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What Does Witch Hazel Do For Skin?

The Benefits of Witch Hazel Are Nothing Short of Magic

The consumption of superfood chlorophyll is said to protect skin health with its antioxidant properties. Drinking clove oil in your water is said to treat a myriad of skin issues with its stimulating and antimicrobial qualities. Activated charcoal can boost skin and body health, among other things. But topically, what will deliver flushed, glowing, and flawless skin? Hard to say in one ingredient, but we're willing to believe that the holy grail may be within reach.

By virtue of its name, we've deemed that witch hazel maintains a complex series of magical powers. And if what the experts say about this elixir are true, we'll gladly go in search of the cauldron-mixing sorcerer at the end of the rainbow any day. Substantiated backing shows that witch hazel's calming, soothing effects work on a broad array of skin types. New York dermatologist Dr. Arash Akhavan, for instance, praises its effectiveness, touting it as a terrific at-home acne solution. Further to the point, Dr. Akhavan says that when witch hazel was used on a patient, it "worked wonders for both her whiteheads and blackheads, leading to clearer skin with no prescription." For people looking for an all-natural skincare regimen, witch hazel is a great way to treat unwanted blackheads and whiteheads. Found in some of the most notable products on the market, like Thayers Witch Hazel Alcohol-Free Toner ($7) — and perhaps some lesser known — we've been able to determine that its benefits are nothing short of magic.

In our quest to cultivate healthy, nourished, and radiant skin, we subjected ourselves to countless trial-and-error experiments. Bathroom shelves are full of once-used products that deliver so-so results and inevitably do not lend to flawless-looking skin. But all along we should have been looking for one ingredient: witch hazel. Perhaps we've overlooked its countless benefits because it is commonly used in things like hemorrhoid cream (the old adage about using this treatment under the eyes to decrease puffiness should not go untested, by the way) or employed to help new mothers recover postdelivery. But these uses are also our most insightful clues into the multitude of benefits this one ingredient has to offer.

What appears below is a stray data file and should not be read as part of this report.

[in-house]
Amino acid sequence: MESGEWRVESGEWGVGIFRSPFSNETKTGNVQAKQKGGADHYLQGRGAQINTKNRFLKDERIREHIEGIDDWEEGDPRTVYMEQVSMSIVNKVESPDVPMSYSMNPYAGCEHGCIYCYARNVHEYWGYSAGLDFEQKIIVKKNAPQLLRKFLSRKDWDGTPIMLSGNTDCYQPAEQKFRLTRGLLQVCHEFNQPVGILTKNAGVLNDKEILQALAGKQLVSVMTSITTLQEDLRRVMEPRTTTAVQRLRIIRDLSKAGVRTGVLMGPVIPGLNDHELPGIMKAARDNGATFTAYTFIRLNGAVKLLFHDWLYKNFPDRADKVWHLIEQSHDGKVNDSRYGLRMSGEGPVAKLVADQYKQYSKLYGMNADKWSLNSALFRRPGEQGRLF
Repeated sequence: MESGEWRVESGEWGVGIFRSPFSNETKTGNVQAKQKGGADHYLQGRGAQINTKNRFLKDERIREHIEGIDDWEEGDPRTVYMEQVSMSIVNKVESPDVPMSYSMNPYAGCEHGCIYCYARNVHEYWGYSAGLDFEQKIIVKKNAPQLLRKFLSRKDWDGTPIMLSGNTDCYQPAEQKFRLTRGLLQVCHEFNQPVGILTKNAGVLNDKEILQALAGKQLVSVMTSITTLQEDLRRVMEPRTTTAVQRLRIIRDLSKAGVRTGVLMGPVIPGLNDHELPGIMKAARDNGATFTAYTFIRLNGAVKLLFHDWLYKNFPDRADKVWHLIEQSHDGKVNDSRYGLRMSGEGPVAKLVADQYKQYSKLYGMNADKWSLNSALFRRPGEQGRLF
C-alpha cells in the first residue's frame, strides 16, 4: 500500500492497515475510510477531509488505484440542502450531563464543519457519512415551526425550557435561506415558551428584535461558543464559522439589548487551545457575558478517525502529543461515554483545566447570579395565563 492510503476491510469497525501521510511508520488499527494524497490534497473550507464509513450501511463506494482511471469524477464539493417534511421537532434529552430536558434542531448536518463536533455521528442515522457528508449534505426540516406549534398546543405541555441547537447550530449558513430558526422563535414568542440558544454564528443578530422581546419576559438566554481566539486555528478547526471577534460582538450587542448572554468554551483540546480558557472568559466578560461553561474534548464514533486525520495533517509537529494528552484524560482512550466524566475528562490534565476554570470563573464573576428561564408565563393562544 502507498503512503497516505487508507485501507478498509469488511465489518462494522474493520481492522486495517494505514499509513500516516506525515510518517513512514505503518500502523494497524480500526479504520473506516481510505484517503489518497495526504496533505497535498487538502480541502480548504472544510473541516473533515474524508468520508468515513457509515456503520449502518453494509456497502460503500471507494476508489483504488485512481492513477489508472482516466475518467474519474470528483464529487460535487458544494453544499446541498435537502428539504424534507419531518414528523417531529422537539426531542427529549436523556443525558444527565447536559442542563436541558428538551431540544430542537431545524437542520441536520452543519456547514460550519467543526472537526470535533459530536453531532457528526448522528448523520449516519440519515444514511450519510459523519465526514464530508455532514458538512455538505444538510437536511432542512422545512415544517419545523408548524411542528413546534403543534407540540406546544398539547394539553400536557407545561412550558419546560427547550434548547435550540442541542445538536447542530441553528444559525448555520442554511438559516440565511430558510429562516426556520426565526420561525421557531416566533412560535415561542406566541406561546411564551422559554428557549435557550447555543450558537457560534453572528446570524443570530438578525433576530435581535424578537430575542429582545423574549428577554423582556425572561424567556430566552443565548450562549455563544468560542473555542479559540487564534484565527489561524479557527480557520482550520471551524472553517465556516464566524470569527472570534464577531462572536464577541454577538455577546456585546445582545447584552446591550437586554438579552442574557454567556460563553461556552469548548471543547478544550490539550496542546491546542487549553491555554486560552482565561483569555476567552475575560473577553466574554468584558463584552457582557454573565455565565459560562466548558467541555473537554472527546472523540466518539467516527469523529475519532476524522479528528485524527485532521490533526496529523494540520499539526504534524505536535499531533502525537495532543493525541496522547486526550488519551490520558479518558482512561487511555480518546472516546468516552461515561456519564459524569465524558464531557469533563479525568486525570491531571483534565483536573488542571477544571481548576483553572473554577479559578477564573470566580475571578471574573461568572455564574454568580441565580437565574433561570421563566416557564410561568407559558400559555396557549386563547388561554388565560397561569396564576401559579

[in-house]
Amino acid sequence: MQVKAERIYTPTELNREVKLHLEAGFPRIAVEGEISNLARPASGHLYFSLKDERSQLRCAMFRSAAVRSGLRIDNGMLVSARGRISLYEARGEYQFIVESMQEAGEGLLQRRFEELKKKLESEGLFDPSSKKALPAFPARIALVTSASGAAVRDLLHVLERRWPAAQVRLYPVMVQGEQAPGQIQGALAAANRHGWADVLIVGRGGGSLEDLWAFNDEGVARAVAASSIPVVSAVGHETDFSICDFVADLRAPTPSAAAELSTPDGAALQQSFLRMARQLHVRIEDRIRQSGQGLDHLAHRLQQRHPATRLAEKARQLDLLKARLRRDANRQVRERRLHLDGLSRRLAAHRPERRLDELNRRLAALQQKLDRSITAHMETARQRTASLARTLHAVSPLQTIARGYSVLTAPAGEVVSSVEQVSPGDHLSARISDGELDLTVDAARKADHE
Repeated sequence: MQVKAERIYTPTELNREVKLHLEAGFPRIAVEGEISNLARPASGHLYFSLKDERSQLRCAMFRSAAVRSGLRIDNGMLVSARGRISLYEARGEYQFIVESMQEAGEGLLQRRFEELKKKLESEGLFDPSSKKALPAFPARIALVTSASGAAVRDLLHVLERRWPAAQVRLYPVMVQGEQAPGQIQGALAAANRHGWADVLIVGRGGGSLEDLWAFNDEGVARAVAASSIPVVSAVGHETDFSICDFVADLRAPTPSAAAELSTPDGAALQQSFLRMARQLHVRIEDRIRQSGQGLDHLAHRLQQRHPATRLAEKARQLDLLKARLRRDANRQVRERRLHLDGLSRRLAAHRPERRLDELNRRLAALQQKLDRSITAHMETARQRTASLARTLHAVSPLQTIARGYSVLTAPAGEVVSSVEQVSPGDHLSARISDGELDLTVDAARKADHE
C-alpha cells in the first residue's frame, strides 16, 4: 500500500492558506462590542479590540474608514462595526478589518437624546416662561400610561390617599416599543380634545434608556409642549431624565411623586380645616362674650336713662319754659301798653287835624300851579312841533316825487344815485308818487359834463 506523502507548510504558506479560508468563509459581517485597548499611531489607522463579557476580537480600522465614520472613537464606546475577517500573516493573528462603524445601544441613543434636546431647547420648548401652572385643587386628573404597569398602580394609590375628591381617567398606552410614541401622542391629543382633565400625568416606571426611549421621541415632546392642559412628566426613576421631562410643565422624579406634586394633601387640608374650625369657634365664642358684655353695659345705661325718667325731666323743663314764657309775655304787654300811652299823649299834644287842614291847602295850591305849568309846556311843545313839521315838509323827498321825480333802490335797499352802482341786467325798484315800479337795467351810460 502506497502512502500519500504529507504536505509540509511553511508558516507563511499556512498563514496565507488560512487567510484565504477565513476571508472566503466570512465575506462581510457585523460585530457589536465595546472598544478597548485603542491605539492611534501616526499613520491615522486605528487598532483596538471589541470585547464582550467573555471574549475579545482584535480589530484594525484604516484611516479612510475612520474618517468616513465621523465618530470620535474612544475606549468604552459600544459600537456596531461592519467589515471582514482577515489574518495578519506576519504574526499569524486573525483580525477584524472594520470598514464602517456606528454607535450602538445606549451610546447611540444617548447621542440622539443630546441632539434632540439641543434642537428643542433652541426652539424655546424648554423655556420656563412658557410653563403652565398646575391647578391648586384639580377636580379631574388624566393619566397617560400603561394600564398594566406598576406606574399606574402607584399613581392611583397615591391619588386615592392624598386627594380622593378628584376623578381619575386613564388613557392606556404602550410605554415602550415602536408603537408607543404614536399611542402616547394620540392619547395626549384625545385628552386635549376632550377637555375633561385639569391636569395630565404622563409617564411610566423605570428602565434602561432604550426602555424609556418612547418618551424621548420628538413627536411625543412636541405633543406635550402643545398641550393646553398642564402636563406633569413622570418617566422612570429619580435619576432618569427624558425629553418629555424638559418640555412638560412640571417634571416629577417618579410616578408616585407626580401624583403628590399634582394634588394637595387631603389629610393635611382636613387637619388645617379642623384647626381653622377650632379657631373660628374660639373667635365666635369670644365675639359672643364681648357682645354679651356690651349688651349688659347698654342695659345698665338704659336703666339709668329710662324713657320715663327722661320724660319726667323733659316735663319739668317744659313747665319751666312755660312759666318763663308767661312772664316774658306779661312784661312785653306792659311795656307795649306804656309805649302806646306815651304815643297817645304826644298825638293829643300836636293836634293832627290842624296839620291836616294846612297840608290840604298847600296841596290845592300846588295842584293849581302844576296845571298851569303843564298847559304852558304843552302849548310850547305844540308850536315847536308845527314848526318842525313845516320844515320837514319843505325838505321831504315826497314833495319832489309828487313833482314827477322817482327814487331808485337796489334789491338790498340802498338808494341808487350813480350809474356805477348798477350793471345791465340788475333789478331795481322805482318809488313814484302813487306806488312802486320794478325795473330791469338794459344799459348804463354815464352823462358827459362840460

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Acting as a natural astringent, witch hazel boasts impressive antioxidant qualities that simultaneously soothe skin, control redness, and, bonus, speed up the time it takes for skin to heal. Its most notable claim may be its ability to remove excess oil from the skin, but we also love it for its antiaging properties. It may be worth noting that, though easy to be blinded by its magical complexities, the professionals advise heeding its excessive use with caution.

New York's Dr. Amanda Doyle of Russak Dermatology Clinic has this to say: "Witch hazel has been used for many years. It may possess anti-inflammatory and antioxidative benefits and has been used to treat minor skin injuries, diaper dermatitis, and low-grade inflammatory skin conditions such as acne and breakouts. While it is generally well-tolerated, some patients may experience a contact dermatitis from use, so make sure to do a test spot before you apply generously!"

Any small pitfalls aside, we're entranced by this natural antidote, and we love it in all its many beauty forms (try this Aveda Botanical Kinetics Skin Toning Agent ($23), this Purifying Tea Tree and Witch Hazel Mud Mask from Que Bella ($2), or this Dickinson's Original Witch Hazel De-Puffing Eye Gel ($13) to see what we mean). And even though we would have traveled to the ends of the earth to procure its many mystical wonders, we're feeling pretty lucky that no search for the end of the rainbow is necessary.

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